SPRINGFIELD, Mo. — Crissy Carsten’s career at Jack Henry keeps her plenty busy. She builds data bases for banks across the country, almost always working much more than a 40 hour week. But it’s her volunteer work after hours that makes Crissy a remarkable “Everyday Hero.”
The woman who nominated Crissy for that honor from the American Red Cross is the volunteer coordinator at the Victim Center in Springfield, and a victim advocate herself. Paula Tindell says she is amazed at what Crissy gets done, because her life is so busy, even without volunteer work.
Crissy’s heart for helping people started showing up when she was just a little girl, inspired by the people around her. She said her grandparents were always very giving, and she wanted to be more like them. And she said she had to live up to her mom’s example, who “has always given and given and given of herself.” Then, along came Crissy’s two little brothers, and those nurturing tendencies really took root, especially when one brother was diagnosed with a rare genetic disorder, whose life expectancy was 18, but he just turned 29. Crissy says he inspires her daily. Inspiration that led to Crissy reaching out to help the organizations helping her brother. From the Ataxia-Telangiectasia or A-T Children’s Project to the Make-a-Wish foundation, Crissy became a tireless advocate.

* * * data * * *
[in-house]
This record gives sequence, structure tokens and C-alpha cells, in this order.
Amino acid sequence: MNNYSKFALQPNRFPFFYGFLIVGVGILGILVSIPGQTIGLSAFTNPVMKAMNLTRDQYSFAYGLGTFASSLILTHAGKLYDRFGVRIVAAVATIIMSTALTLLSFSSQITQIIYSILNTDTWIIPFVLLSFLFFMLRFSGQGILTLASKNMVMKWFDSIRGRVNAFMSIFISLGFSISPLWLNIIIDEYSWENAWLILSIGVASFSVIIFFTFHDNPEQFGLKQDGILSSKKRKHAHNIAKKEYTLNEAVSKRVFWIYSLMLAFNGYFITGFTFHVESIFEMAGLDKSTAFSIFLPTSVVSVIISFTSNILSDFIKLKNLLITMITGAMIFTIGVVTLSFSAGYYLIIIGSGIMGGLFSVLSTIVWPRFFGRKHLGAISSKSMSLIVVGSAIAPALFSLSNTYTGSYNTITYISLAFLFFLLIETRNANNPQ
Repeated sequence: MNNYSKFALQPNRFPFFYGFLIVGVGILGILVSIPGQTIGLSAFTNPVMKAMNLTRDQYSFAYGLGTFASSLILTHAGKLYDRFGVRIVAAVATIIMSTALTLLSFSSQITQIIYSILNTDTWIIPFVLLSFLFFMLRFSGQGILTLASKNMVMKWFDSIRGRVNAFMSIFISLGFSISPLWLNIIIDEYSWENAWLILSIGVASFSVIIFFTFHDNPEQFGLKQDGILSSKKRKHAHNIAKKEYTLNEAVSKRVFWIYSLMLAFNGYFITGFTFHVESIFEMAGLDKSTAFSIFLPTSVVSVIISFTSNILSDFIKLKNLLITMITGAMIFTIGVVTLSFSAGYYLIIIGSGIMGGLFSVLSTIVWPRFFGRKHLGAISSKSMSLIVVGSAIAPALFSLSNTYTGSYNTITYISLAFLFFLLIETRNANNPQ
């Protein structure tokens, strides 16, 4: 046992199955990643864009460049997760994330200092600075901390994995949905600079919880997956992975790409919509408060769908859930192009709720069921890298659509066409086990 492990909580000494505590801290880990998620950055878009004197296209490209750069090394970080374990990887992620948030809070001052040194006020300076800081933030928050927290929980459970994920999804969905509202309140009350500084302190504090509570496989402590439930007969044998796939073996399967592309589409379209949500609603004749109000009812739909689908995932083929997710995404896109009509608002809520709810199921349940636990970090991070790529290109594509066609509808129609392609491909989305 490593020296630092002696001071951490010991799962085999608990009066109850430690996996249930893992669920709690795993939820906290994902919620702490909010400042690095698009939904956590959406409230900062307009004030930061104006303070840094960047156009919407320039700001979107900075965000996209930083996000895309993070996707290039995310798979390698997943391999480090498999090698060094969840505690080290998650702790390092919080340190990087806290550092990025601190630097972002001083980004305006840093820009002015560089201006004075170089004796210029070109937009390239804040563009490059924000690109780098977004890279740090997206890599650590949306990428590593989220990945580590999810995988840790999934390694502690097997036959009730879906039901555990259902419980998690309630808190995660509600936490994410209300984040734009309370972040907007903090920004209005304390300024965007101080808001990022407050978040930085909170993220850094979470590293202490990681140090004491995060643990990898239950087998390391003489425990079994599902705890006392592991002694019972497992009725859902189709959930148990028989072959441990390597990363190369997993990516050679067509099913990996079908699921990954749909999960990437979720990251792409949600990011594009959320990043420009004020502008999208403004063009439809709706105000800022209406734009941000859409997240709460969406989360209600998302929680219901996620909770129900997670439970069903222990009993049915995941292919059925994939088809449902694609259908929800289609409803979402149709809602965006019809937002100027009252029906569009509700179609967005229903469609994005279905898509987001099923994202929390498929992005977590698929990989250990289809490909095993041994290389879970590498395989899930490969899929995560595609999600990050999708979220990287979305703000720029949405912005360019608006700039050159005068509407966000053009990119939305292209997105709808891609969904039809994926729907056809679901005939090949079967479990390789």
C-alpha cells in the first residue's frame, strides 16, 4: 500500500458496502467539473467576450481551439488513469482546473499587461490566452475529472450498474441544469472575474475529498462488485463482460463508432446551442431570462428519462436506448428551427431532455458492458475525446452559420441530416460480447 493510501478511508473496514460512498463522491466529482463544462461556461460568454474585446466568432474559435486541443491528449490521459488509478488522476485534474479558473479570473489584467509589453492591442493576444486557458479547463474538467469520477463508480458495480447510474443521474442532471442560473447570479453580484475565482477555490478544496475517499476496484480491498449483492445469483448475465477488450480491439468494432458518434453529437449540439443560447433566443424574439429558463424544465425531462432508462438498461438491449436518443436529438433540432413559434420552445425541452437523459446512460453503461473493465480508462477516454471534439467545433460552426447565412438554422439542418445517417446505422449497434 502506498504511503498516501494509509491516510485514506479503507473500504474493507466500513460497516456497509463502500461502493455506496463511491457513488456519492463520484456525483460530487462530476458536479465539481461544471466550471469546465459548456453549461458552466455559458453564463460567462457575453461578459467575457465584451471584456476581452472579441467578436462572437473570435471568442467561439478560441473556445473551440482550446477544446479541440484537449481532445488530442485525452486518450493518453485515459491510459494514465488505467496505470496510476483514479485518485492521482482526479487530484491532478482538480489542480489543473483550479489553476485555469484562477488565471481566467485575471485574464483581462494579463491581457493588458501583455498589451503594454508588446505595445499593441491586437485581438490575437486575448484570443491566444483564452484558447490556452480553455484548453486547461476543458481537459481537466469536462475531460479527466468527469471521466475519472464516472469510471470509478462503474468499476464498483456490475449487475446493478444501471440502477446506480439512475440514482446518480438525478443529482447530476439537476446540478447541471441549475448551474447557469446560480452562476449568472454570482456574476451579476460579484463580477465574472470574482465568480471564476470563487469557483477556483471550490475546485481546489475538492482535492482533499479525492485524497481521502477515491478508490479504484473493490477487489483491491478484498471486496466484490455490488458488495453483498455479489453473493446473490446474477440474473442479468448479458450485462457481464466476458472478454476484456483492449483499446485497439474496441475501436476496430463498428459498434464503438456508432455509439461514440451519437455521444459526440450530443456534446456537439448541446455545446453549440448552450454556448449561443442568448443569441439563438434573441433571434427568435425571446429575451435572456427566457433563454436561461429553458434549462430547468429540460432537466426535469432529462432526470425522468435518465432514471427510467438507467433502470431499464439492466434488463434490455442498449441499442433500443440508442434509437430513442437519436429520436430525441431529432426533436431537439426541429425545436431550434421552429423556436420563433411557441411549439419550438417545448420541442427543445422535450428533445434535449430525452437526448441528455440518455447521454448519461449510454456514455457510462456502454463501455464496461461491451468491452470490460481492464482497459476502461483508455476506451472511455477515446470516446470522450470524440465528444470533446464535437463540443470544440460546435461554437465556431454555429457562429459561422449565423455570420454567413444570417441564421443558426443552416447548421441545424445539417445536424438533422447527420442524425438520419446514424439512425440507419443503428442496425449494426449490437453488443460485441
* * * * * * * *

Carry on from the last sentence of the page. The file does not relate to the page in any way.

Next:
Then, still just a kid, Crissy discovered her other great passion on the soccer field. She’s played since the sixth grade, refereed soccer games since she was 16, and now volunteers three times a week or more to coach the girls in her old soccer league. In addition to soccer advice, Crissy says she tells the girls, “we’re trying to teach you how to be leaders, be humble quiet leaders.”
Crissy practices what she preaches, during what now may be her biggest challenge yet, volunteering to help crime victims in the middle of a crisis. According to the volunteer coordinator at The Victim Center in Springfield, Missouri, Crissy always just quietly goes about her work. Work that can be emotionally difficult when you’re the first one to take that call for help from a crime victim. Crissy seems to take that difficulty in stride. She says, “people ask me all the time, how do you go to these terrible situations. I tell them you just need to be a decent human being, all you have to do is care.”
In four years, Crissy has logged more than 2000 hours on the crisis hotline, the front line for helping victims of crime who have no where else to turn.
The volunteer coordinator at the Victim Center says she believes Crissy has a special gift for helping people in crisis. Paula Tindell says, “I think she performs miracles, she is there a time that really could be their darkest hour ever in whole lives, she’s able to provide options, resources, support, hope.”
Crissy also helps train new volunteers, mentors new advocates, is quick to fill emergency vacancies on the crisis hotline, and coordinates fund raising efforts at her day job at Jack Henry. Crissy Carsten, living a life filled with service to others, that has certainly defined her as an everyday hero here in the Ozarks.